Megan L. Jordan
I am a Presidential Postdoctoral Scholar at The Ohio State University in the Department of Arts Administration, Education, and Policy. Over the past few years, I have worked at the intersection of social science, policy, and the arts.
I obtained my PhD in sociology at Vanderbilt University in 2022, where I worked as a research associate and fellow receiving research funding from the Curb Center for Arts, Enterprise, and Public Policy as well as the Vanderbilt University Medical Center - Meharry Medical College Community Engaged Research Core (CERC). My research and teaching interests include social movements, power, work & occupations, mental health & wellbeing, intersectionality, and arts & culture. My research agenda examines the social psychology of social movements by analyzing activists' burnout experiences and retention/coping strategies.
My other work examines artist activism as a vital form of activism and understands it as also a form of arts entrepreneurship.
Presently, I conduct research in three major areas. First, expanding from my dissertation on activist burnout and retention, I am performing a longitudinal study of how activists balance their social justice missions in their careers. Second, as part of a larger study on burnout and retention, I am examining the lived experiences of artist activists creatively constructing and maneuvering their careers to serve social justice missions. Working to make apparent the entrepreneurial characteristics required of artist activists to do their work, my research makes the case to consider artist activism as a form of arts entrepreneurship. In this study, I cultivate new understandings of artist activists’ careers during an especially contentious, divisive, and unsettled period in the United States—the Trump Era, Covid-19 Pandemic, and new heights of various social movements. Third, I conduct community engaged research on processes within arts organizations striving for racial equity. I serve on boards and community panels to assist arts organizations in improving their community engagement and diversity-equity programming in meaningful ways. I use my artistic practice as another avenue to share my research in more emotive, accessible ways to bridge build across diverse audiences.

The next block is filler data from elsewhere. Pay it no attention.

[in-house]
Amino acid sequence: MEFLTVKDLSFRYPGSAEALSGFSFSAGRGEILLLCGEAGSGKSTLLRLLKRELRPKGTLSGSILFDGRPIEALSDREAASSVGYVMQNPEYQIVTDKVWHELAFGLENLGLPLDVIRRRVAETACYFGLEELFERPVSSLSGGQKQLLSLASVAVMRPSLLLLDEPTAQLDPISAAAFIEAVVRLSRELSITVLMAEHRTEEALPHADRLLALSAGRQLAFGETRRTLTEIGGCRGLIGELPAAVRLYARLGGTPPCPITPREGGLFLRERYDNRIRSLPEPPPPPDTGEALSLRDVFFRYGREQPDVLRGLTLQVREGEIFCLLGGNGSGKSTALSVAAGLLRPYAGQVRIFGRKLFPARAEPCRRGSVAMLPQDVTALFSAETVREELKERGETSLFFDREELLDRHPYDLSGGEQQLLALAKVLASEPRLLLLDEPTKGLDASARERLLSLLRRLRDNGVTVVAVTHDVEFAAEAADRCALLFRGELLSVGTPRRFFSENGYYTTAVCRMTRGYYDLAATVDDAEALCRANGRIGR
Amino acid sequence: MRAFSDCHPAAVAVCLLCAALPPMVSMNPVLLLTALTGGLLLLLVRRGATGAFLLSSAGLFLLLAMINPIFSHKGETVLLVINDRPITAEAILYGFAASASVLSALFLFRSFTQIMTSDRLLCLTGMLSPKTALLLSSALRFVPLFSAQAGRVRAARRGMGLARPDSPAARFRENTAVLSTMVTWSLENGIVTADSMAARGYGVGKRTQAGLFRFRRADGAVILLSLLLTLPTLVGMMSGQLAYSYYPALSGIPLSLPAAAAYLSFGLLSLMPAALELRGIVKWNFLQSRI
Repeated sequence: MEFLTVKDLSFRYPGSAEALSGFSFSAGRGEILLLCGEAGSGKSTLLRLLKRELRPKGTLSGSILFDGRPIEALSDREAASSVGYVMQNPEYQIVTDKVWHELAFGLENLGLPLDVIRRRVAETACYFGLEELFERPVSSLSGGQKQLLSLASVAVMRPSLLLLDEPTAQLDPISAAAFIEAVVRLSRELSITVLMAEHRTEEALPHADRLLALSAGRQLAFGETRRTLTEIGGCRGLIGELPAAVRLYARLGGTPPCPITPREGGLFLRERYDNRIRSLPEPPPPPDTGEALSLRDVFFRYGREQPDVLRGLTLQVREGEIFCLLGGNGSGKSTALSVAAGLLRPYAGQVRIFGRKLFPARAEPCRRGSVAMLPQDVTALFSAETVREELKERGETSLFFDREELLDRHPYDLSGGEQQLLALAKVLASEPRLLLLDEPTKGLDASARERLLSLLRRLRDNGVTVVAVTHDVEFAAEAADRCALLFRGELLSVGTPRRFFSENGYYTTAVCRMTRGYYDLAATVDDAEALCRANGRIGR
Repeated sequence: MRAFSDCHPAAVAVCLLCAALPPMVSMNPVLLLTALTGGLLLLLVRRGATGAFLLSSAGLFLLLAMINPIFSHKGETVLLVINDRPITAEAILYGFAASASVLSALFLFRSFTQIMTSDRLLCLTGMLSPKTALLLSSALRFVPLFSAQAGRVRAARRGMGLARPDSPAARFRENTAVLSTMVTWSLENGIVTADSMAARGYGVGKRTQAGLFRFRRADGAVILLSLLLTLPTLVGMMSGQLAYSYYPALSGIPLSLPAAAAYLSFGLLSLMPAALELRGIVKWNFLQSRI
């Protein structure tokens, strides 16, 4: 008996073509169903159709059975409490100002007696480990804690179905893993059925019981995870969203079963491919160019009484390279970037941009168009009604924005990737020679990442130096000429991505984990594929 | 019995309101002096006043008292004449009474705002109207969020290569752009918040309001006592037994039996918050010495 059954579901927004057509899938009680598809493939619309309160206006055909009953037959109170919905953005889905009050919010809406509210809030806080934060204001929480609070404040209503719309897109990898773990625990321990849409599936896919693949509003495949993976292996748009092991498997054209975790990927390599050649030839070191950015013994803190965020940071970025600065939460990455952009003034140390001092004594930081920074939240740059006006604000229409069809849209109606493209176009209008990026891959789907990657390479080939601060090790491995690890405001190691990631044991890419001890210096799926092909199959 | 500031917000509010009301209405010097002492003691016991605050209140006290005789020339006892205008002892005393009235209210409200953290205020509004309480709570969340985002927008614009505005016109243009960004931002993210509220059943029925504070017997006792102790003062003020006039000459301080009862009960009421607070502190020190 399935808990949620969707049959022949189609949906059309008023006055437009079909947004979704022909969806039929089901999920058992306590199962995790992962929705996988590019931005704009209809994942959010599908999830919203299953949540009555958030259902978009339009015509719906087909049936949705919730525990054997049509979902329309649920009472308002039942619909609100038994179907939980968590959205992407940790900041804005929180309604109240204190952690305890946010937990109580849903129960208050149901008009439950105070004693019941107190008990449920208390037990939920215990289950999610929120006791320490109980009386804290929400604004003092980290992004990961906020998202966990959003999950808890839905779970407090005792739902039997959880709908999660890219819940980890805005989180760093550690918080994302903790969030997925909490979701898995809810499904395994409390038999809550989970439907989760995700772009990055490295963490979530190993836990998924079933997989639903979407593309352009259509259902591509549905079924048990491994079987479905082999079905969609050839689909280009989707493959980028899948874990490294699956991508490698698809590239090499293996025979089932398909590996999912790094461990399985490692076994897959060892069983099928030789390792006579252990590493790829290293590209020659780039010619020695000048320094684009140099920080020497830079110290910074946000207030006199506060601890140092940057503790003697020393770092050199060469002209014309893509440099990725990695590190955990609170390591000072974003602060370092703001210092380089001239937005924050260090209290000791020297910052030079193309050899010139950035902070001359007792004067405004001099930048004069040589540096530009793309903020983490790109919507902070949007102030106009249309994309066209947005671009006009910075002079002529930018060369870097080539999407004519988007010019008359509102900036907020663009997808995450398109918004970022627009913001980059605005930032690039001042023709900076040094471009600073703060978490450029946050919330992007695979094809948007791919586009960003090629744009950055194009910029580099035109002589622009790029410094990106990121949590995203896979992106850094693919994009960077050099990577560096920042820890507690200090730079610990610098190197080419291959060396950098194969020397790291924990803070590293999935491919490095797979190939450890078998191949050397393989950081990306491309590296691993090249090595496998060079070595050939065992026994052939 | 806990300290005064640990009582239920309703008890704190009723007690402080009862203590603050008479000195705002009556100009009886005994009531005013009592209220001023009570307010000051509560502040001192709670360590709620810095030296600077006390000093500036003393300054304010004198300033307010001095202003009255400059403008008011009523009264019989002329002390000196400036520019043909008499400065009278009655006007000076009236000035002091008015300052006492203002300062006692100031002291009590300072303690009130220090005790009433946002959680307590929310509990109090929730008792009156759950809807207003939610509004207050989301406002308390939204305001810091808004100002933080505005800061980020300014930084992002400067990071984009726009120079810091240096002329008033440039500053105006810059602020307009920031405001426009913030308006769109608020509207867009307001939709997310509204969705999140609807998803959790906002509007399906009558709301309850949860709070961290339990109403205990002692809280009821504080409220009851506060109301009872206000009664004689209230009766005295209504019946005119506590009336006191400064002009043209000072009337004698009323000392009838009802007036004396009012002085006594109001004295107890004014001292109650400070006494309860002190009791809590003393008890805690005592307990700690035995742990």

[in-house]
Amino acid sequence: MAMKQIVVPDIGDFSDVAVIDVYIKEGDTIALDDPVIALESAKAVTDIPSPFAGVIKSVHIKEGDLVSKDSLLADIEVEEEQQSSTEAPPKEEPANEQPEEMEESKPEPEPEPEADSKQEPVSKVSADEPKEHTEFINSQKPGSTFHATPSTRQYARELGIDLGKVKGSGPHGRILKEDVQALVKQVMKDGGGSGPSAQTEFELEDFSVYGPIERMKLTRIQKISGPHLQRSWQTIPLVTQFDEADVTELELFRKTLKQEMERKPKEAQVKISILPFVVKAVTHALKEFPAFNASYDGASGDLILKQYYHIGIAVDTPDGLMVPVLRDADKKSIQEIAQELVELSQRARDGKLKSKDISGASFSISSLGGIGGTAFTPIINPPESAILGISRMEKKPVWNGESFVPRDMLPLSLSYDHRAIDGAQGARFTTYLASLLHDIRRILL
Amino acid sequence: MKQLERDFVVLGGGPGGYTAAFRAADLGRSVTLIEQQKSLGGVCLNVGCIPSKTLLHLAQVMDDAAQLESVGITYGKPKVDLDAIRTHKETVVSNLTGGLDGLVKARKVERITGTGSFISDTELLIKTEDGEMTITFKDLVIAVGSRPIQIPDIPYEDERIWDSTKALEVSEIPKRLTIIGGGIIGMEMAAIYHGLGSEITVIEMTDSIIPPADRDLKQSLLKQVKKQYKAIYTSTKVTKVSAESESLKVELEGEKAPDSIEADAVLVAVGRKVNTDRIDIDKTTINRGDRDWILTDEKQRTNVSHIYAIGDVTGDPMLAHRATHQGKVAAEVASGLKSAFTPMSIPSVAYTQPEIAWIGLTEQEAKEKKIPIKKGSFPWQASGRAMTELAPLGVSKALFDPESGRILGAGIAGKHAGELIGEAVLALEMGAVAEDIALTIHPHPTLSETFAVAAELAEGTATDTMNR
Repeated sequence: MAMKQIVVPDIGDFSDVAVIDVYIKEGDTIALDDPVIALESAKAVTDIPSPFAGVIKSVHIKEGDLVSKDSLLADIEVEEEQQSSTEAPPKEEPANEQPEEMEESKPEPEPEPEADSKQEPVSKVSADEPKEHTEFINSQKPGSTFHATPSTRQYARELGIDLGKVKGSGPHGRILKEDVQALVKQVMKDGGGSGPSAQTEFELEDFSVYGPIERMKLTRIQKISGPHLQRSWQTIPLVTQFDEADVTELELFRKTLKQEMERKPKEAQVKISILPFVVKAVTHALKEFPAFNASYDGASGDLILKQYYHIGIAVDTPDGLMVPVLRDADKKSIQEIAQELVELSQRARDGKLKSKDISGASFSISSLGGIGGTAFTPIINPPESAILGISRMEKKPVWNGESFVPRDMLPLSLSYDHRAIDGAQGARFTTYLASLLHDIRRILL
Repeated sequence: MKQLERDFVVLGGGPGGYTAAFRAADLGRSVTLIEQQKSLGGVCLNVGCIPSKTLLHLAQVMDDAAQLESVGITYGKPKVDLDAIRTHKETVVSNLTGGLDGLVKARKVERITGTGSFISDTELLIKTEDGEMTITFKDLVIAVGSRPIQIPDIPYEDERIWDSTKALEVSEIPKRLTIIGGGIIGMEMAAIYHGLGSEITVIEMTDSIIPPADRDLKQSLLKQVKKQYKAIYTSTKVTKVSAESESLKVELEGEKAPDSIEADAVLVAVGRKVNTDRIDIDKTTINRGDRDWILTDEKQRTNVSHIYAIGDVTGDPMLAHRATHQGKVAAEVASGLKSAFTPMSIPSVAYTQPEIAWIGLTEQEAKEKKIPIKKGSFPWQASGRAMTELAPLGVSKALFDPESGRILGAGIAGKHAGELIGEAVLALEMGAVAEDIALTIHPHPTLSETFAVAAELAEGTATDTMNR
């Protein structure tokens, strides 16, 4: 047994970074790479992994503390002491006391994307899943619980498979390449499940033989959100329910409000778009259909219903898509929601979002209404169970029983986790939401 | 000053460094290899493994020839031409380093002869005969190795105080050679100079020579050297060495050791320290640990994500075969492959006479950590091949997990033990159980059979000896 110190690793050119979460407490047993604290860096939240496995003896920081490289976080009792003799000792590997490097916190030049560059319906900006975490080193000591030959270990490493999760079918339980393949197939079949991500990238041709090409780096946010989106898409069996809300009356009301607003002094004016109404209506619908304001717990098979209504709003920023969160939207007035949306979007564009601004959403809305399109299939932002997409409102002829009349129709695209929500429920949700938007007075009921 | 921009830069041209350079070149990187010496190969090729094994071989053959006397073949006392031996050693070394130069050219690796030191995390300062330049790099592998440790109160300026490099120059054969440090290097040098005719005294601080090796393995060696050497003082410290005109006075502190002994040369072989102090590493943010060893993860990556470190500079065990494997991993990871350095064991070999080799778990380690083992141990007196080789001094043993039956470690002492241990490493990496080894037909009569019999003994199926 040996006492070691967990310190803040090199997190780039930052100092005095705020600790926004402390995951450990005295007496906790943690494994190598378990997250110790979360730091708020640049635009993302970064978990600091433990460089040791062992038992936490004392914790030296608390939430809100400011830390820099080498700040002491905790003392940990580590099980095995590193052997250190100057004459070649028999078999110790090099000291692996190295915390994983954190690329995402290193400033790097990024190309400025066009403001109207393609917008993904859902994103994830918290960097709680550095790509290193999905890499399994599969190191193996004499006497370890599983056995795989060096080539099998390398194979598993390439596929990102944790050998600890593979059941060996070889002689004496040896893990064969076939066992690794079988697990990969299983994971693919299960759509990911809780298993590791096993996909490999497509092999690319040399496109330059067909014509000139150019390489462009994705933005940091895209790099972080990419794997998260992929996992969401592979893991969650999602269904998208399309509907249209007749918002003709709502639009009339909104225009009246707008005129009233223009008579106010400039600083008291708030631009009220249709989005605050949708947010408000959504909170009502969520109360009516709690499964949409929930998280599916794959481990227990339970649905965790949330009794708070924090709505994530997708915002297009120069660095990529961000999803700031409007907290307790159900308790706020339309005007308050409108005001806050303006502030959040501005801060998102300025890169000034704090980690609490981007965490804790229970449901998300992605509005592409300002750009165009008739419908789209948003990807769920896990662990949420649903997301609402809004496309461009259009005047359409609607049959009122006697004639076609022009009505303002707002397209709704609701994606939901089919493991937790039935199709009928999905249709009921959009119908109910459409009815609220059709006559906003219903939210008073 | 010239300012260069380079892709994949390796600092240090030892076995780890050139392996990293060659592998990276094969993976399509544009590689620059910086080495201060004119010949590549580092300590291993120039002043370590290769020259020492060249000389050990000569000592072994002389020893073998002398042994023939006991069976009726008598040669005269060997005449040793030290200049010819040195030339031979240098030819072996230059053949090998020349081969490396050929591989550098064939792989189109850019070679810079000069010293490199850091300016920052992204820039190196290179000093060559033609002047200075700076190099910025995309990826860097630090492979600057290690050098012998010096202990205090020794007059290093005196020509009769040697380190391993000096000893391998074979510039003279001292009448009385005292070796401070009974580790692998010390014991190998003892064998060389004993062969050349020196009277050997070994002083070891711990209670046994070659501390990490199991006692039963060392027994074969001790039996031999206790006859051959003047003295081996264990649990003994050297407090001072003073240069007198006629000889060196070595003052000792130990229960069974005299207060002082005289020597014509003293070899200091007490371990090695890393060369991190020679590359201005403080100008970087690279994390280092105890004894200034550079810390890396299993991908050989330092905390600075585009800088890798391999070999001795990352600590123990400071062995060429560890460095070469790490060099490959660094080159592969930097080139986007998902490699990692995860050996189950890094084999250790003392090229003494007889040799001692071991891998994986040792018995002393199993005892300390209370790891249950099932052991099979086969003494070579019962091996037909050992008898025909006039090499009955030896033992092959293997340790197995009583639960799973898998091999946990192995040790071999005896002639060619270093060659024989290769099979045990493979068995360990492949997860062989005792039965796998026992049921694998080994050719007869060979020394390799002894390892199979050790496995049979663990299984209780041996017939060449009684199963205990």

These images are from my invited keynote lecture at Western Kentucky University Gifted Studies Program's Idea Festival (Feb 2023). I gave a talk about my experience at the nexus of research and art to a room of 700 middle and high schoolers.